I know a lot of people want to cry "Foul!" when they read that as it would infer that scoring wines is just BS, but what's important is that the scores be quite close to one another. On a 100 point scale, a variance of +/- one point shouldn't be a problem and I would in fact think the reviewer is being honest if as such.

    But this is why I also use a three-star system on my site along with the numerical scores because any wine should consistently taste within the same star bracket. If not, there's a problem.

    If someone has properly trained on tasting analysis and not just picked it up as they went, there should ultimately be little variation.



    1. There are, indeed, many reasons for variation in wine-quality scores, which I tried to look at in my previous post on the topic (linked above). Expecting perfecting replication would therefore be very naive. Indeed, I am impressed that commentators can provide fairly consistent scores, at all.

      So, discussing score variation should not be seen as a disparagement of wine commentators in general, nor a personal criticism of any one commentator.

      On the other hand, publishing actual numbers is risky, because people will take them seriously, and might expect them to have actual mathematical properties! Stars can certainly help obviate this potential problem.

  2. David:

    Does wine reviewer Jack Jakobsson or Systembolaget publish the 20-point scale?

    If his/their scale is built upon components ("dimensions") like the U.C. Davis scale -- appearance, color, aroma & bouquet, volatile acidity, total acidity, sweetness, body, flavor, bitterness, and general quality -- are the discrete component scores publicized?

    That could reveal whether upon retasting the wine's score improved and fell based on (say) its aromatic or flavor appeal.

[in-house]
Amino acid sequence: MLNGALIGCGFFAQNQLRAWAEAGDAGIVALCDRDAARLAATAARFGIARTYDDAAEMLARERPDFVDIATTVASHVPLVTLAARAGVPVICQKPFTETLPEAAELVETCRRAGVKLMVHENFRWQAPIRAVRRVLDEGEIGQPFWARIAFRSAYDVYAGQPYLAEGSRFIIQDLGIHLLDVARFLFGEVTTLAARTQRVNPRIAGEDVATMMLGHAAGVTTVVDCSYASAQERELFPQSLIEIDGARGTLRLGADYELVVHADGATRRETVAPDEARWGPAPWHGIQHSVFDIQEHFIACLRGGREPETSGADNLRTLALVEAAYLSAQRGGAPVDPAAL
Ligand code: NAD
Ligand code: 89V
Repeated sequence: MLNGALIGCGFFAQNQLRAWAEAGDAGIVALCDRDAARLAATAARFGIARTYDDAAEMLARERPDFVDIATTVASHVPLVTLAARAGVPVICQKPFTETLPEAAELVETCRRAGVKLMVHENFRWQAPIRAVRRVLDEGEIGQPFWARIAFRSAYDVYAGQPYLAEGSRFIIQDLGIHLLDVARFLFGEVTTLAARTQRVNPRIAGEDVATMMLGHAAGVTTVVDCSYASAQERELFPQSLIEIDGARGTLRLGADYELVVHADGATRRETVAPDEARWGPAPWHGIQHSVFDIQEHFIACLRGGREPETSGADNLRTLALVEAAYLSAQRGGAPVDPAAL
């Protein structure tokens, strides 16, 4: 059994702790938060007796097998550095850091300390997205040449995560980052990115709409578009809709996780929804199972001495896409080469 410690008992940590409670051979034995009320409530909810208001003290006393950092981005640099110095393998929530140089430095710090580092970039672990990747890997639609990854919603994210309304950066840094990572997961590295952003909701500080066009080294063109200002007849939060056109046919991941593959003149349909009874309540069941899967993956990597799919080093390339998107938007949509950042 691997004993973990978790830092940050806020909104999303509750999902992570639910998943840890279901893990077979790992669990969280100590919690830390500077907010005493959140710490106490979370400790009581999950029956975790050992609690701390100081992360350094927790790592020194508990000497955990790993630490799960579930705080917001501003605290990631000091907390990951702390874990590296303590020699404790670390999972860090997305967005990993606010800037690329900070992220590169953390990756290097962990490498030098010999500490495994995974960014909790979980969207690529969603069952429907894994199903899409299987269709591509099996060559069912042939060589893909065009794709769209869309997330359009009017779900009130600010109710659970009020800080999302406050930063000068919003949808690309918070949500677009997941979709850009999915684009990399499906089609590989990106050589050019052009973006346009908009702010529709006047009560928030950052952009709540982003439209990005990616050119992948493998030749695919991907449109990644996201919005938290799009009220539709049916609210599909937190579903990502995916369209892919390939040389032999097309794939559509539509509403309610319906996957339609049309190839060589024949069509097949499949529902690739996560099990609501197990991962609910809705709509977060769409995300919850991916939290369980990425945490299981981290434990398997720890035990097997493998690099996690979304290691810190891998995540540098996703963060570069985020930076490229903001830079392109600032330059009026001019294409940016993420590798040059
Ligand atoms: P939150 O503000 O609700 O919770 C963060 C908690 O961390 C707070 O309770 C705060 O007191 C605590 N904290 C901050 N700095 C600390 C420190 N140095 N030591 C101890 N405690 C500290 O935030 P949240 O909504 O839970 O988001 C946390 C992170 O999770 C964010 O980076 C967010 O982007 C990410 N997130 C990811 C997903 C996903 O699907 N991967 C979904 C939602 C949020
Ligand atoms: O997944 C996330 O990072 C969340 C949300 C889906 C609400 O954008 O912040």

~~ Bob

    Additional reading: "The fundamental problem with wine scores"


    1. Systembolaget tastes all of the wines, but provides descriptions only (no scores). So, all scores come from independent wine critics. There is, as far as I know, no breakdown of the BKWine score components.

  3. Are you familiar with the Saturnalia work on Bordeaux Vintages and wine writer scoring variation ?
    Clearly reasons for scores are influenced by various factors . Notably in recent history the obvious difference between North American and European criteria of evaluation . Different scoring systems usefully serve the purpose of not allowing too much critical evaluation of comparison which in themselves have been a significant effect on pricing hierarchy

    1. I have not looked at the Saturnalia work in any detail, but may one day do so. Comparing critics scores is a tricky business, in any case, because there is no actual reason to expect different systems to correlate — other than via the supposed underlying quality of the wines. Sadly, the variation between critics is often larger than the variation between wines.

  4. In this essay by Caltech lecturer (on randomness) Leonard Mlodinow, he quotes Robert Parker who prides himself for consistently being “within a 2-3 point deviation” on his scores for wines tasted repeatedly over time.

    The Wall Street Journal “Weekend” Section
    (November 20, 2009, Page W6):

    “A Hint of Hype, A Taste of Illusion”


    1. Parker built his reputation around his scores. No-one since then has been able to repeat this, at least to the same extent, because scores have too many personal characteristics that do not mean much to the wine consumers.